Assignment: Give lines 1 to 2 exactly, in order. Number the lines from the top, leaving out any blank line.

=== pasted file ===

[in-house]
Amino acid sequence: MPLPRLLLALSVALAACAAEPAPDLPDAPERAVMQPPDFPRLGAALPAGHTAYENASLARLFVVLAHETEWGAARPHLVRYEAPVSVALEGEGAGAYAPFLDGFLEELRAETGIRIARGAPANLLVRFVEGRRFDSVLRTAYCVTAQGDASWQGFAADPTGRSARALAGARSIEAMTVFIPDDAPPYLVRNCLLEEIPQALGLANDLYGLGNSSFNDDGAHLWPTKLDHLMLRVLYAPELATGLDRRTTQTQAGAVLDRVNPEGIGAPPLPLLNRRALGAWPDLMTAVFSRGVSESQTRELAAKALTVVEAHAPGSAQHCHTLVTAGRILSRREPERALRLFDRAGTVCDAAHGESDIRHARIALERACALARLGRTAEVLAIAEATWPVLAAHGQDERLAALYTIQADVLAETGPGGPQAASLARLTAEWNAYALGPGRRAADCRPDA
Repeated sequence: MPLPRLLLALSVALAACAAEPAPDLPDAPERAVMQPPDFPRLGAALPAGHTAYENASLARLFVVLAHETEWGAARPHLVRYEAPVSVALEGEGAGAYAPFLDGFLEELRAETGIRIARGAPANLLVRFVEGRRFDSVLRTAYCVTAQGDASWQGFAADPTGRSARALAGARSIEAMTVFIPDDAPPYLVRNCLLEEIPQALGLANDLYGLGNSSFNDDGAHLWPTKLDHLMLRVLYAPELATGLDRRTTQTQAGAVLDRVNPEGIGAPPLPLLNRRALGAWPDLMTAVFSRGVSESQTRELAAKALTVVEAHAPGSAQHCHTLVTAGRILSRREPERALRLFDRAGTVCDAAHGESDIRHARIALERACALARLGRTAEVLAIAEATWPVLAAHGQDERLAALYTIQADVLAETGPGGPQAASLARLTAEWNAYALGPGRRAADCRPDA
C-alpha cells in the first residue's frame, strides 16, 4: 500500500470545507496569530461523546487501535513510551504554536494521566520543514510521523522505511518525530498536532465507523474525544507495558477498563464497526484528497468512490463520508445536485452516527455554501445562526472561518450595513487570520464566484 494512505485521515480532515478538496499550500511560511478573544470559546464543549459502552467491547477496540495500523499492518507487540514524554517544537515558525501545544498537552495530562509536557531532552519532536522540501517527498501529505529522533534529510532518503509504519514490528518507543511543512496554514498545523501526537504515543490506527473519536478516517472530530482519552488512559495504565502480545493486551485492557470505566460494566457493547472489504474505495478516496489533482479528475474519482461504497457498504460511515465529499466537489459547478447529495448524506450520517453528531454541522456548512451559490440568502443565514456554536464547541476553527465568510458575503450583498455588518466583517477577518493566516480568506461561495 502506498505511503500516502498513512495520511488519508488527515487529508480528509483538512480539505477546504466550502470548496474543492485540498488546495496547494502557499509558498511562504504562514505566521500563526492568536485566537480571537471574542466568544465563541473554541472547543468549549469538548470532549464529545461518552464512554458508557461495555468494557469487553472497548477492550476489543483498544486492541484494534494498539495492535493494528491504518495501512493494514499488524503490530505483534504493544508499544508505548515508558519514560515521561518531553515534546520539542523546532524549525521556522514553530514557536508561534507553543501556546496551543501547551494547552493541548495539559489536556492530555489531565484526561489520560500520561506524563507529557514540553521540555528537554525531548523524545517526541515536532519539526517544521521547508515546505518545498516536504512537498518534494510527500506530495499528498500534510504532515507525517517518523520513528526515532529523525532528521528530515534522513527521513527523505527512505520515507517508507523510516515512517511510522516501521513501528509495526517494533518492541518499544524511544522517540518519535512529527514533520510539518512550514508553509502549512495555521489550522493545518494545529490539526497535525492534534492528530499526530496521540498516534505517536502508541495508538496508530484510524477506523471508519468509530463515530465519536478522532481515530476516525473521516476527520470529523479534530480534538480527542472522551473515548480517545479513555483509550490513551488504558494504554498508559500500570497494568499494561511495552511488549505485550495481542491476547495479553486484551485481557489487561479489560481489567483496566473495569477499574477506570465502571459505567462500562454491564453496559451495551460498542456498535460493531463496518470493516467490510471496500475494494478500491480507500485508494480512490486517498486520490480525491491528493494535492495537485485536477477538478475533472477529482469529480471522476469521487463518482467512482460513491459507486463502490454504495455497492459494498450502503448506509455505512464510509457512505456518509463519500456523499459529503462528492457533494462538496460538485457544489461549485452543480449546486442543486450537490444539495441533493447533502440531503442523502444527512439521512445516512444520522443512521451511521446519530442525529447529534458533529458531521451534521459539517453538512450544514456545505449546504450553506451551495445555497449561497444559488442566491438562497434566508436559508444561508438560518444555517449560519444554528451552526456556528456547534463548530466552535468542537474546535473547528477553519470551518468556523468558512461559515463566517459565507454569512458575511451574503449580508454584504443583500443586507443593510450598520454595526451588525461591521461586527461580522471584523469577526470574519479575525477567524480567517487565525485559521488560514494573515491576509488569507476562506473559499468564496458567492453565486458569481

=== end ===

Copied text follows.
[in-house]
Amino acid sequence: MPLPRLLLALSVALAACAAEPAPDLPDAPERAVMQPPDFPRLGAALPAGHTAYENASLARLFVVLAHETEWGAARPHLVRYEAPVSVALEGEGAGAYAPFLDGFLEELRAETGIRIARGAPANLLVRFVEGRRFDSVLRTAYCVTAQGDASWQGFAADPTGRSARALAGARSIEAMTVFIPDDAPPYLVRNCLLEEIPQALGLANDLYGLGNSSFNDDGAHLWPTKLDHLMLRVLYAPELATGLDRRTTQTQAGAVLDRVNPEGIGAPPLPLLNRRALGAWPDLMTAVFSRGVSESQTRELAAKALTVVEAHAPGSAQHCHTLVTAGRILSRREPERALRLFDRAGTVCDAAHGESDIRHARIALERACALARLGRTAEVLAIAEATWPVLAAHGQDERLAALYTIQADVLAETGPGGPQAASLARLTAEWNAYALGPGRRAADCRPDA